PANGASINAN - Filipino fishermen in the northwestern part of the Philippine main island of Luzon have expressed hopes for a permanence of their revived access to the Scarborough Shoal in the South China Sea which China took control of in early 2012, fueling heightened tension between the two countries during the last four years.
"It would be nice if we can continue our livelihood there at Scarborough. We should no longer be driven away," Gilbert Baoya, 59, a fisherman from the coastal town of Infanta in Pangasinan province, north of Manila, told Kyodo News a week after experiencing China's "surprising" relaxation of restrictions at the disputed shoal, which is located a little over 120 nautical miles from the coast of Luzon, and more than 420 nautical miles from China.
The Filipino fishermen's uninterrupted fishing activities at the Scarborough Shoal resumed immediately after Philippine President Rodrigo Duterte's Oct. 18-21 visit to China, where he met with Chinese President Xi Jinping and other leaders.
From the time China seized the triangular coral atoll in April 2012, marking the start of its renewed aggressive assertion of its claims in disputed territories in the South China Sea, Filipino fishermen have been forcefully shooed away by Chinese authorities. In some instances, the Chinese Coast Guard used water cannon against Filipino fishermen.
The restriction was also applied to Philippine authorities on certain occasions.
An international tribunal ruled in July this year that the shoal is a traditional fishing ground for various nationalities.
The arbitral ruling, which invalidated China's nine dash-line claim over almost the entire South China Sea, did not settle, however, the conflicting claims for sovereignty over the Scarborough Shoal.
Baoya admitted he never stopped sailing toward the shoal despite China's blockade during the last four years because it is his only source of income. The longtime fisherman is raising a 13-year-old mute daughter and an eight-year-old son, together with his wife.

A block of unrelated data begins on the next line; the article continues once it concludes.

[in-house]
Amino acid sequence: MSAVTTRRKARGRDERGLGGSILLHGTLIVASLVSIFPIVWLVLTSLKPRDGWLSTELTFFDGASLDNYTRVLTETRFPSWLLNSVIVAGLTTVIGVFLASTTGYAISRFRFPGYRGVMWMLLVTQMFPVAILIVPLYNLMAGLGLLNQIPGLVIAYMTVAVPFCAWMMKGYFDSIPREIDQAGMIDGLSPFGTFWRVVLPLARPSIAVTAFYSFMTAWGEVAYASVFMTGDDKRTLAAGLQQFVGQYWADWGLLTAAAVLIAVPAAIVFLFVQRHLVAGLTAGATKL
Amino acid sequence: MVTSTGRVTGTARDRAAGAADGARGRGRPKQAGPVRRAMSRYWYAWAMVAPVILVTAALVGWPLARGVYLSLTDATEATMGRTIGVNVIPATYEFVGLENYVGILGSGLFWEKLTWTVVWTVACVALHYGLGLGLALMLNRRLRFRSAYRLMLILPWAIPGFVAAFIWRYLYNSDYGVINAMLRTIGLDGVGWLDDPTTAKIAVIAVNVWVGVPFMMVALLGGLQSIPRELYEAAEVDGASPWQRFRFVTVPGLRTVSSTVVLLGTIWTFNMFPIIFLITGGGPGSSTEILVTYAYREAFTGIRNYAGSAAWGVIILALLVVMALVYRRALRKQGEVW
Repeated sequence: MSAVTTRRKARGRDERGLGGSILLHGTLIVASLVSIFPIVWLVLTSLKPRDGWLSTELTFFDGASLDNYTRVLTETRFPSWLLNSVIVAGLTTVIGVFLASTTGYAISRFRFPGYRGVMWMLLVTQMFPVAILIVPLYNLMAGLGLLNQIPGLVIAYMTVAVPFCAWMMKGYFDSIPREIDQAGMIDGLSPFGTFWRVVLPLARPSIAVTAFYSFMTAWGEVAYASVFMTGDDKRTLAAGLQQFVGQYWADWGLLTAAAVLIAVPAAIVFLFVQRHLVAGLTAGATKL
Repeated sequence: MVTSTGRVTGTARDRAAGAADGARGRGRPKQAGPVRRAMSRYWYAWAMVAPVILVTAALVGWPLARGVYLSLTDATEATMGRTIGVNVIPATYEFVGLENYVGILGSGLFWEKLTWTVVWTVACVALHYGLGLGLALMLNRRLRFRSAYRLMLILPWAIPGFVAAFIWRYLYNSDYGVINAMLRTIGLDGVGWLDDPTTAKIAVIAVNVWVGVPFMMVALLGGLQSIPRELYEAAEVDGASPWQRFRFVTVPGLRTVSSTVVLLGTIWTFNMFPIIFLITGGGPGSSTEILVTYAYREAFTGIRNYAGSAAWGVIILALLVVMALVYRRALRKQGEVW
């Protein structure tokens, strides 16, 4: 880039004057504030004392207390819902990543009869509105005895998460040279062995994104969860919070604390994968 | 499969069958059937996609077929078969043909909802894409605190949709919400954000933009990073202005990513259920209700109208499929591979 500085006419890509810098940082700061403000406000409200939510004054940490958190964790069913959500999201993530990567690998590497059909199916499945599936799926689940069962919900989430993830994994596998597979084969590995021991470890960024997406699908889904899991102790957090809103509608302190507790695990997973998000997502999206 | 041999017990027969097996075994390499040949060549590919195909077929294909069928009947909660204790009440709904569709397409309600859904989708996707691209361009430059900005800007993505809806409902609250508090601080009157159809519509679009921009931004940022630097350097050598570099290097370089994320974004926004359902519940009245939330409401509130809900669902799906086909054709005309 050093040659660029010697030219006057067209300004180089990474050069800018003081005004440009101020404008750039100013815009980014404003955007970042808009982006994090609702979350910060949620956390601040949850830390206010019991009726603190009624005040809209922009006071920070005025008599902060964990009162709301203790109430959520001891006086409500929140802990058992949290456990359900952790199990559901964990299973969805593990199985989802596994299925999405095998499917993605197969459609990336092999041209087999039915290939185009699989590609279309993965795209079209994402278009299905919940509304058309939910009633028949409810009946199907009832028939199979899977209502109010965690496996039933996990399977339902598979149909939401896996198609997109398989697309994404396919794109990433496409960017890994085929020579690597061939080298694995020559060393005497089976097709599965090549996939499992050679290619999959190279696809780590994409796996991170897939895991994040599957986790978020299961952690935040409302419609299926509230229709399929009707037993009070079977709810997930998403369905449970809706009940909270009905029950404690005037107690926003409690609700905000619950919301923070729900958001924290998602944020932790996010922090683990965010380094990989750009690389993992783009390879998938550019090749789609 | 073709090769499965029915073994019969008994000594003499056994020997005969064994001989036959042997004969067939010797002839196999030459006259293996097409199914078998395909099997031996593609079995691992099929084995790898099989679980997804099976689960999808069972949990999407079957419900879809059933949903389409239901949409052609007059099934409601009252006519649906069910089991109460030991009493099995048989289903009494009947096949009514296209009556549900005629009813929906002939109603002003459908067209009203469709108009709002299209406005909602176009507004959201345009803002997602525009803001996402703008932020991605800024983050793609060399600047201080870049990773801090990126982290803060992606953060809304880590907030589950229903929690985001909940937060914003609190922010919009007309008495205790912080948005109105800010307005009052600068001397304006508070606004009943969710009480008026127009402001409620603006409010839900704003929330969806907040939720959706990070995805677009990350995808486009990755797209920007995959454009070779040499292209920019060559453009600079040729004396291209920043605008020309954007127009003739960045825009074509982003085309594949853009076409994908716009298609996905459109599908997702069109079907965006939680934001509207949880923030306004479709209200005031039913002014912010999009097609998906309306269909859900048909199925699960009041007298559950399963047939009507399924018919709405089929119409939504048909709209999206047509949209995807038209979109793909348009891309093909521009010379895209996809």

Almost every time he and his fellow fishermen tried to approach the periphery of the shoal, the Chinese Coast Guard would successfully drive them away, forcing them instead to catch fish several miles away in the deep sea.
Baoya said that during most of those expeditions, the harvests were not as satisfying as when he could freely catch fish around Scarborough Shoal. His income was effectively reduced to barely just enough to support his family's basic needs.
After learning about Duterte's trip to China, he and his fellow fishermen decided to sail on Oct. 22 for Scarborough Shoal, confident that the situation had normalized, as they were aware of the Philippine leader's intent to bring up the plight of Filipino fishermen before Chinese leaders.
Arriving in the afternoon of Oct. 23, "we were surprised that we were being driven away" by the Chinese Coast Guard. "They told us, Go! Go! Go!"
During the next two days, he and his group settled for catching fish several kilometers away again. However, because that was not so productive there, they returned to the shoal on the night of Oct. 25.
"We anchored outside the shoal around 7 p.m. on Oct. 25, without the Chinese noticing us. We were prepared to be driven away again the following morning. But to our surprise, we were not," Baoya said.